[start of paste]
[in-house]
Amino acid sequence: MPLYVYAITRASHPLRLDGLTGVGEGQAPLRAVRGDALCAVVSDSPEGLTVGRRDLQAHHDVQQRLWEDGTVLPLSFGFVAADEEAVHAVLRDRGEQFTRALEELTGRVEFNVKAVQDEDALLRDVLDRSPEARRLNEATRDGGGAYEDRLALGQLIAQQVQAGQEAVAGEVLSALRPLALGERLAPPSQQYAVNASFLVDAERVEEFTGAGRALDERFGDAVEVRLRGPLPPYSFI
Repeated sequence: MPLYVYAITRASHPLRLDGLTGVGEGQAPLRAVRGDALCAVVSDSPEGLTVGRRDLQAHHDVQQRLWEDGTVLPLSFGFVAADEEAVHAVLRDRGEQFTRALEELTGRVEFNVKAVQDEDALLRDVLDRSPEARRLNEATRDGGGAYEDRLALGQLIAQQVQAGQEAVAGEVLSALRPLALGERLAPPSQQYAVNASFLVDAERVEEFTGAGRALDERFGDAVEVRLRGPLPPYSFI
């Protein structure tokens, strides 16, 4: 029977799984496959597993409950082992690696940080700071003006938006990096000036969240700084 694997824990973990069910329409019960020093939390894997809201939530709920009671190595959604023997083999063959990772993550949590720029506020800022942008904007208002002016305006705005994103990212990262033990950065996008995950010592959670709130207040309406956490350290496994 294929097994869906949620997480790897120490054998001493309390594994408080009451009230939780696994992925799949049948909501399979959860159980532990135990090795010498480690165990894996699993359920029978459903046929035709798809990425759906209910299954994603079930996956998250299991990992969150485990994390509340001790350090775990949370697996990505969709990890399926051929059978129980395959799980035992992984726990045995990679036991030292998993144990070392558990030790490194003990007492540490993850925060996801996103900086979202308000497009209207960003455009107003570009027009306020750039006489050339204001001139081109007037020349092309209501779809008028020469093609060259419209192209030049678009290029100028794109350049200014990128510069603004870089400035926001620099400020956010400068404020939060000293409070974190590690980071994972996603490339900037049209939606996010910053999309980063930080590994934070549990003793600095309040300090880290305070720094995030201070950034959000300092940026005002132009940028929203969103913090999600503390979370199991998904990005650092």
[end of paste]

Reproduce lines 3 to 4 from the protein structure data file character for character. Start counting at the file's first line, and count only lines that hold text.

Repeated sequence: MPLYVYAITRASHPLRLDGLTGVGEGQAPLRAVRGDALCAVVSDSPEGLTVGRRDLQAHHDVQQRLWEDGTVLPLSFGFVAADEEAVHAVLRDRGEQFTRALEELTGRVEFNVKAVQDEDALLRDVLDRSPEARRLNEATRDGGGAYEDRLALGQLIAQQVQAGQEAVAGEVLSALRPLALGERLAPPSQQYAVNASFLVDAERVEEFTGAGRALDERFGDAVEVRLRGPLPPYSFI
């Protein structure tokens, strides 16, 4: 029977799984496959597993409950082992690696940080700071003006938006990096000036969240700084 694997824990973990069910329409019960020093939390894997809201939530709920009671190595959604023997083999063959990772993550949590720029506020800022942008904007208002002016305006705005994103990212990262033990950065996008995950010592959670709130207040309406956490350290496994 294929097994869906949620997480790897120490054998001493309390594994408080009451009230939780696994992925799949049948909501399979959860159980532990135990090795010498480690165990894996699993359920029978459903046929035709798809990425759906209910299954994603079930996956998250299991990992969150485990994390509340001790350090775990949370697996990505969709990890399926051929059978129980395959799980035992992984726990045995990679036991030292998993144990070392558990030790490194003990007492540490993850925060996801996103900086979202308000497009209207960003455009107003570009027009306020750039006489050339204001001139081109007037020349092309209501779809008028020469093609060259419209192209030049678009290029100028794109350049200014990128510069603004870089400035926001620099400020956010400068404020939060000293409070974190590690980071994972996603490339900037049209939606996010910053999309980063930080590994934070549990003793600095309040300090880290305070720094995030201070950034959000300092940026005002132009940028929203969103913090999600503390979370199991998904990005650092």